Wednesday, 1 April 2015

A Break in Character; Criticism of Video Games and Art

Going away from my stereotypical moaning about day to day life, or my fascination with Java (perhaps some form of madness, but it's too early to tell), I'm going to be talking about something that I find quite interesting.

Warning: this article won't contain any pictures. I can't guarantee it will be short, either. Read on at your own peril.

There's been a thing over the Internet for the past few months, which I won't get into the specifics of because it really helps no-one, that is apparently campaigning for, well, various things. I wouldn't exactly say it's succeeding at any of them, but a core principle is that it rejects the criticism of video games as an art form.

Distressingly, I've seen this opinion thrown about my old haunts across the Web, and it becomes very hard to have a mature debate on the subject. Other people get mad, I get mad, it gets to be a mess. You're on the Internet, you know the drill. People don't seem to grasp the concept that art isn't perfect. This mantra of "the developer's intent must be preserved".


Criticism drives progress. If we never changed anything, we'd never progress as a species. To hold, say, Call of Duty: Black Ops up as a shining example of video game art (it's an example, just an example, haha) . . . but prevent criticism from affecting that product, or future products? What progress are we making there?

People throw out the example of novels as art that hasn't been changed, so "how dare you change video games". Well, for starters, a novel changes about a bazillion times before it makes it to the editor, nevermind the iterations after that before it makes print. So to claim that criticism doesn't affect a novel's creative process is . . . flat out wrong. People also use the literal form - actual artwork. The problem here is that a piece of artwork is static. Once created, you don't generally go back and scrawl all over it (notable and famous exceptions exist, of course). You incorporate your mistakes and progress going forwards. Your pieces get better, or your style changes. You improve as a painter / sketch artist / you name it.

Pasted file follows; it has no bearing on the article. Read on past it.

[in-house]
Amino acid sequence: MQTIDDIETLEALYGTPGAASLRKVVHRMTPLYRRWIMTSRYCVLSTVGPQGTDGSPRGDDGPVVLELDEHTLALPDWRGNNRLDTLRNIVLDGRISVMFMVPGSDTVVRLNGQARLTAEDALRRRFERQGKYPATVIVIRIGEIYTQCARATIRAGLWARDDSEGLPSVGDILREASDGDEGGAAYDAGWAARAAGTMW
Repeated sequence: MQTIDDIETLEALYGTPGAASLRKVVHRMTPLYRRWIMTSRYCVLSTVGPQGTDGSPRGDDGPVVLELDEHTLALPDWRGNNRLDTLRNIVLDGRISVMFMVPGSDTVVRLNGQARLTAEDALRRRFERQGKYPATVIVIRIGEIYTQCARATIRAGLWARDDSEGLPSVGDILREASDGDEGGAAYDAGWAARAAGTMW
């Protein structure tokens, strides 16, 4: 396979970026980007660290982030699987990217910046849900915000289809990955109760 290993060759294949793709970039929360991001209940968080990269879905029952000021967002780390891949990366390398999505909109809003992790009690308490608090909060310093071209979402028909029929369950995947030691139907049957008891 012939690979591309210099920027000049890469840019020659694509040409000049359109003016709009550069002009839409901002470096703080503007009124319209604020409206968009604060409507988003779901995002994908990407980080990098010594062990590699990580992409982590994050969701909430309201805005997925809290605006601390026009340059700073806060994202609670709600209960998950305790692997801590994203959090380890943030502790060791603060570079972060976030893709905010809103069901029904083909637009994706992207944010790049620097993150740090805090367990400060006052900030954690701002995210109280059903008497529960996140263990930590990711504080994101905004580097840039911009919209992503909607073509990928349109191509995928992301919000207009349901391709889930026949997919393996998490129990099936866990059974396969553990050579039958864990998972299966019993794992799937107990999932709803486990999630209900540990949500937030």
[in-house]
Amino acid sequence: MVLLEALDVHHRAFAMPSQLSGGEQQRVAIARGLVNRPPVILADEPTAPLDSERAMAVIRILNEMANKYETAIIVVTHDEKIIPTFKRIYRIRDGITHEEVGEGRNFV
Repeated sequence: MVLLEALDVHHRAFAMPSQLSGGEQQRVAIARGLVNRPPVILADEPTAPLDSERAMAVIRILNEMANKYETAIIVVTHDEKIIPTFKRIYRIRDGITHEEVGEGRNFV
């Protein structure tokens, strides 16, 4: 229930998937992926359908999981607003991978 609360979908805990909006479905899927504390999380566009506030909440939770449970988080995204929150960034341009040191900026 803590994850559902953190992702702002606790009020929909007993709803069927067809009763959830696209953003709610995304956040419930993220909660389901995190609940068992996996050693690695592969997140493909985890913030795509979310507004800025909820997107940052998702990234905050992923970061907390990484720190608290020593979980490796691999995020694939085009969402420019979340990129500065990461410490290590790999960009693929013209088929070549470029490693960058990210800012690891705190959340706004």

None of this works as a comparison with video games. I mean, it might work if a video game was released and then never touched again, and developers never patched their product. But the same people who are shouting about preserving the artistic intent of the creators . . . also demand post-release support. They vilify developers who, for whatever reason, don't patch the game to these users' specific likings. Balance patches, content patches, bug fixes. Arguments about whether a specific mechanic is bugged or if the developer simply intended it to work that way (with a liberal amount of 'well that way is stupid they should fix it' thrown in for good measure). I'm not singling out a single forum here, or community, or even a user. I see it all over. Heck, I used to be particularly guilty of it myself. Thankfully, with much less free time to spend on forums, I don't get dragged down in so many arguments. Certainly, barely any about that horrific entity known as game balance.

So games 'have' to be supported. The games therefore change, often with feedback from the community around that game.

But the 'artistic vision' is beyond reproach? This really isn't a consistent argument, is it?

And yet people think it is. People get so angry over the reload time of a fictional gun in a futurstic shooter and demand the developer change it to suit them. But when people get angry, or offended, over the inclusion of a volatile piece of worldbuilding? Their offense isn't important enough to warrant a change.

Weird, isn't it? Especially when you consider this specific example (that's exploded over the Internet recently) has been generated by a member of the community, and isn't a part of the artistic vision of the developers in the slightest.

An increasing lack of sound logic, right there. Games need to change in face of legitimate criticism, in order to reach the same heights that older art forms have reached. Only by making games better can we actually call them 'art' in the first place.


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